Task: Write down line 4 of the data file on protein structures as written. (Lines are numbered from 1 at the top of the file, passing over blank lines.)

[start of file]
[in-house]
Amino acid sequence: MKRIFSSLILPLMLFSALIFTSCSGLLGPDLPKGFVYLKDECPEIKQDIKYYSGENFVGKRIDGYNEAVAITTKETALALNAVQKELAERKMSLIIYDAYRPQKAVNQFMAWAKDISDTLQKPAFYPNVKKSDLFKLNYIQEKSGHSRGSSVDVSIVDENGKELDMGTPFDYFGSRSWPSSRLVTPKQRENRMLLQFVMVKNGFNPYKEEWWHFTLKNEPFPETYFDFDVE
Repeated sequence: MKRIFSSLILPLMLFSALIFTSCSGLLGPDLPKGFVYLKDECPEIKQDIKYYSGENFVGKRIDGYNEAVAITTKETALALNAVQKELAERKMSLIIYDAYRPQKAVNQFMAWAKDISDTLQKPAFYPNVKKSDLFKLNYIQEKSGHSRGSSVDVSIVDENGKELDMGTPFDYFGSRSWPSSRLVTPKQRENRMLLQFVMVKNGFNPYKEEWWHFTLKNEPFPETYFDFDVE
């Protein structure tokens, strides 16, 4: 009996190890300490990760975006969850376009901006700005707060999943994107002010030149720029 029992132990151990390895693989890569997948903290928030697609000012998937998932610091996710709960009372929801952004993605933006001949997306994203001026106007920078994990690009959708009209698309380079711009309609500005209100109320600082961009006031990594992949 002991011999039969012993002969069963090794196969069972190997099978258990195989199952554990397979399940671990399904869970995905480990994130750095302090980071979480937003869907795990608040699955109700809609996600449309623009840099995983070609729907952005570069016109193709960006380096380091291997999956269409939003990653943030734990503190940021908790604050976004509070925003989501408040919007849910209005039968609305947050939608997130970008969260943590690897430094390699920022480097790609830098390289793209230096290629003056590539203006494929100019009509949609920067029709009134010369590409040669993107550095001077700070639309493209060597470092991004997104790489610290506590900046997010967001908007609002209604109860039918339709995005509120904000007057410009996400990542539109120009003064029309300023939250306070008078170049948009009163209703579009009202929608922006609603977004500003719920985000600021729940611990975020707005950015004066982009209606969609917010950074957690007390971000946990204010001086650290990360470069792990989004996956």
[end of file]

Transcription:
């Protein structure tokens, strides 16, 4: 009996190890300490990760975006969850376009901006700005707060999943994107002010030149720029 029992132990151990390895693989890569997948903290928030697609000012998937998932610091996710709960009372929801952004993605933006001949997306994203001026106007920078994990690009959708009209698309380079711009309609500005209100109320600082961009006031990594992949 002991011999039969012993002969069963090794196969069972190997099978258990195989199952554990397979399940671990399904869970995905480990994130750095302090980071979480937003869907795990608040699955109700809609996600449309623009840099995983070609729907952005570069016109193709960006380096380091291997999956269409939003990653943030734990503190940021908790604050976004509070925003989501408040919007849910209005039968609305947050939608997130970008969260943590690897430094390699920022480097790609830098390289793209230096290629003056590539203006494929100019009509949609920067029709009134010369590409040669993107550095001077700070639309493209060597470092991004997104790489610290506590900046997010967001908007609002209604109860039918339709995005509120904000007057410009996400990542539109120009003064029309300023939250306070008078170049948009009163209703579009009202929608922006609603977004500003719920985000600021729940611990975020707005950015004066982009209606969609917010950074957690007390971000946990204010001086650290990360470069792990989004996956």